Like Senator Joe O'Reilly, I, too, wish to refer briefly to Dr. Maurice Manning. If it was not for him, I would not have such an interest in politics and would not have become involved in it. There is a fair chance I would not have voted for, let alone joined, the Fine Gael Party. I have no family ties with politics. As a first year arts student in UCD, Dr. Manning's lectures were the highlight of my academic week and attended by students not taking the course.

I commend the Bill and look forward to contributing to the debate on Committee and Remaining Stages. I thank Members for contributing and appreciate the respect shown to all Members. I look forward to working with Members across the House to further the aims of the Bill.

I welcome Mr. Keogh to the House.

As I said previously, I do not come from a political background. I am talking, therefore, from a position of complete innocence. To be absolutely honest, before Deputy Micheál Martin nominated me to be a Member, my view of the Seanad was exactly how some people had described it. I did not think it held political sway and that the voice of the people would be heard. That was partly due to my own ignorance and I should have looked further at the matter.

When Deputy Micheál Martin discussed the nomination with me, he said I would be the voice for those with mental health issues. All of a sudden, the process opened up for me. I actually thought it was wonderful. It means that people can speak about the real issues that affect them and the country. As Members know, the political parties spoke about mental health services in their manifestoes, but, unfortunately, that is where it starts and ends. I thought that being a Member of the Seanad would help in highlighting mental health issues.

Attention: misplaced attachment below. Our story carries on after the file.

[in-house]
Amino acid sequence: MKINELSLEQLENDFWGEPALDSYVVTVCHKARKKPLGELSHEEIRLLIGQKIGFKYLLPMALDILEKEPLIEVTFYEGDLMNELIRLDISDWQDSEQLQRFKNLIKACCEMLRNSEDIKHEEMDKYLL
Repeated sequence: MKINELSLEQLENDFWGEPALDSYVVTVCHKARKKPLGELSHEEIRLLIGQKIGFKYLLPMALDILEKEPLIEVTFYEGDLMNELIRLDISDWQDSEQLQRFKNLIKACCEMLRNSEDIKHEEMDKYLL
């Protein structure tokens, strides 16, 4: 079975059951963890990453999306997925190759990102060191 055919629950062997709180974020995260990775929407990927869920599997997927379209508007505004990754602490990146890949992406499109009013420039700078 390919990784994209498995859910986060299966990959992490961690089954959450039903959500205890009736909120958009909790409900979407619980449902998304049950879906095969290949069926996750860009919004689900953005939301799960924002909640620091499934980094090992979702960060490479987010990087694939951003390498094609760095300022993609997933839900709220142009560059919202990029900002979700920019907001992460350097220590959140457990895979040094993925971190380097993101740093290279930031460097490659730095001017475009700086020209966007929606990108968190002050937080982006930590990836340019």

The reason I am supporting the Bill is simply I believe in democracy. What concerns me about the 43 Members elected by councillors and the elected members of the different political parties is that they are the voices of their parties. The only reason I agreed to accept the nomination to be a Member of the Seanad was I knew that mine would be an independent voice. We need to represent the people. Unfortunately - this is an observation and not a criticism - for many Members who were not elected to the Dáil, this was their second choice. I am really sad about this, as we are being given an opportunity to do something really powerful. Allowing the people to vote for Senators is the only way to go. I am new and still finding my feet. Therefore, there are many things I still do not know, even the language used. As a result, I may on occasion talk through my ears.

I back Senator Michael McDowell's Bill 100% because I know that, in order to develop as a country and a society, we always need to look at change. This is the perfect time to do so.

I welcome the Minister of State who I am glad is present for the debate. I also welcome the Bill and compliment Senator Michael McDowell and his team on drafting it. While we might not agree on every aspect of it, there are some positives but also issues that need to be looked at and teased out.